In Objective-C, messaging a
nil reference is a no-op, so if we consider the following class:
The following code snippet will not print anything, but it also won’t crash:
Since Objective-C is a dynamic language, we can represent message invocations with objects and invoke them at runtime.
NSInvocation makes that easy, and it also respects the convention that messaging a
nil object is a no-op:
Again, the code snippet above won’t print anything, but it also won’t crash.
This also holds for weak references. If
steve were a weak reference that got
nil-ified before the invocation was dispatched, this code would fail gracefully. Here’s an example for completeness:
The code above also doesn’t print anything, since
steve is assigned to
If you’re not familiar with
NSUndoManager, it is the primary class used when implementing undo support in Cocoa and Cocoa Touch apps. Every time you perform an action that could be un-done, you register it with an instance of
NSUndoManager. The “action” is simply a method (or block) that gets invoked when the user presses “Undo”. Here’s a basic example that registers our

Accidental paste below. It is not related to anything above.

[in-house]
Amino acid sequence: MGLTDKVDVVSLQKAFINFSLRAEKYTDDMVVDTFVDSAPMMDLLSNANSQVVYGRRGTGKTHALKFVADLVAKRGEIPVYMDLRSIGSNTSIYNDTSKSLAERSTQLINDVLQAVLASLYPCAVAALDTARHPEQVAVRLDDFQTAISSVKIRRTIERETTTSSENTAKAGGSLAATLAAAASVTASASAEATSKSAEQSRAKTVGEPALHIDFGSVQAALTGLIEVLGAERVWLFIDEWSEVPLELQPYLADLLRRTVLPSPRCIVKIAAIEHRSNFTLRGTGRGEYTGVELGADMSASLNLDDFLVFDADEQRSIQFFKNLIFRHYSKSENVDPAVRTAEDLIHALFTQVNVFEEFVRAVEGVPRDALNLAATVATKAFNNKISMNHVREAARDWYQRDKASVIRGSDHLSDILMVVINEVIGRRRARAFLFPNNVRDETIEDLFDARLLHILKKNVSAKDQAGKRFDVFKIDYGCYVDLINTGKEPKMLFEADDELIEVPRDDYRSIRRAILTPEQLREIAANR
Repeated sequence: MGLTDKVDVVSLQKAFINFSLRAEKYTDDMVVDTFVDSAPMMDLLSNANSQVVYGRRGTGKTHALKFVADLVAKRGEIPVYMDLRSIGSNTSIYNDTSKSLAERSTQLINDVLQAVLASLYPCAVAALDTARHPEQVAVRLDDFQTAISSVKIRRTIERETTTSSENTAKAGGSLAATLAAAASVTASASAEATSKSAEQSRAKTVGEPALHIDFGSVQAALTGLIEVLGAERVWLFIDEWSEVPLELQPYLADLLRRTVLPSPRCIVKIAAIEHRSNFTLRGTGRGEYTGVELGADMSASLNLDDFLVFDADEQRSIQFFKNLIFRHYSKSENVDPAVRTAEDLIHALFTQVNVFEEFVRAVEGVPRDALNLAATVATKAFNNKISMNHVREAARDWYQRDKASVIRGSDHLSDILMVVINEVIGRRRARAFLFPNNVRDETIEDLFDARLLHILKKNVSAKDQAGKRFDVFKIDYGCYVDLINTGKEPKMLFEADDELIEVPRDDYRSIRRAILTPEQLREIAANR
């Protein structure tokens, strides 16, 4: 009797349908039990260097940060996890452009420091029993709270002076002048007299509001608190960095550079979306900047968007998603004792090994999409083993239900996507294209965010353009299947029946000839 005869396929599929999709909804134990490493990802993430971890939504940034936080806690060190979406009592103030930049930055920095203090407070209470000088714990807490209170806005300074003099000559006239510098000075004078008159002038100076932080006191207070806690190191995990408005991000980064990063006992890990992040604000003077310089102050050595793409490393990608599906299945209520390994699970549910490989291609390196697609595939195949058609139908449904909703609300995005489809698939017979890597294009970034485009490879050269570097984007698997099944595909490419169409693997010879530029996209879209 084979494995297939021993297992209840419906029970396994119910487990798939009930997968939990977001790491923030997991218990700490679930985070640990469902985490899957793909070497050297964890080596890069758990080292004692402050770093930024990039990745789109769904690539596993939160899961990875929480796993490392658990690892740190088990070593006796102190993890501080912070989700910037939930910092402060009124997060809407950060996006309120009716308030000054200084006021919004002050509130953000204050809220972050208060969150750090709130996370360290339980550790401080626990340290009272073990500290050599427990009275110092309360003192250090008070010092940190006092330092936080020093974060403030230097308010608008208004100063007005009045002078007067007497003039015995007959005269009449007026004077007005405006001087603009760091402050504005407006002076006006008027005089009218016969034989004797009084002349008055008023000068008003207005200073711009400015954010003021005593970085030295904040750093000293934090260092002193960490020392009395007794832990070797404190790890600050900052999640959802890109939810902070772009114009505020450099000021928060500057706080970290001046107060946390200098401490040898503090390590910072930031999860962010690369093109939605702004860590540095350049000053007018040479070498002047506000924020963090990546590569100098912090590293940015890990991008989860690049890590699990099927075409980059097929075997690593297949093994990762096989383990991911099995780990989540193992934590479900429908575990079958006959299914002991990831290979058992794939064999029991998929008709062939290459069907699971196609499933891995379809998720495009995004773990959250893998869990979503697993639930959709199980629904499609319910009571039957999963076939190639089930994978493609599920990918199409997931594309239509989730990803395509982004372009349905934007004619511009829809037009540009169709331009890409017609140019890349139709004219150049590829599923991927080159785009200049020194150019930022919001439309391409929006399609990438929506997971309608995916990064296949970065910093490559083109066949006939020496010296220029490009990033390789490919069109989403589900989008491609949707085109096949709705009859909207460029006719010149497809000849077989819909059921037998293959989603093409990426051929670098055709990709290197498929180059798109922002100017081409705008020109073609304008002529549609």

-undoSomething method, which reverses whatever
Actions are stored and invoked in LIFO (last-in first-out) order, so if we were to press “Undo” now,
-[NSUndoManager undo] would end up invoking
In fact, if you look at the stack trace at the time
-undo is invoked, you’ll notice
NSUndoManager internally simply keeps around a stack of
NSInvocations to dispatch with each undo operation.
If you take a look at the documentation for
-prepareWithInvocationTarget:, you’ll notice it claims the “undo manager maintains a weak reference to the target”. As I learned the hard way with some new crashes in Pixen, that is actually not true.
Consider the following example:
steve falls out-of-scope before
-[NSUndoManager undo], its pointee gets deallocated. When the call to
undo is finally made, we get a crash, and if we turn on Zombie Objects in the Scheme Editor, we can confirm
NSUndoManager is trying to talk to a deallocated object:
This crash would not occur if
NSUndoManager kept around a weak reference to our
Person since it would have been
nil-ified, and as we convinced ourselves above, sending an
NSInovcation to a
nil target is perfectly safe. Thus, contrary to the documentation,
NSUndoManager does not actually store weak references to undo targets.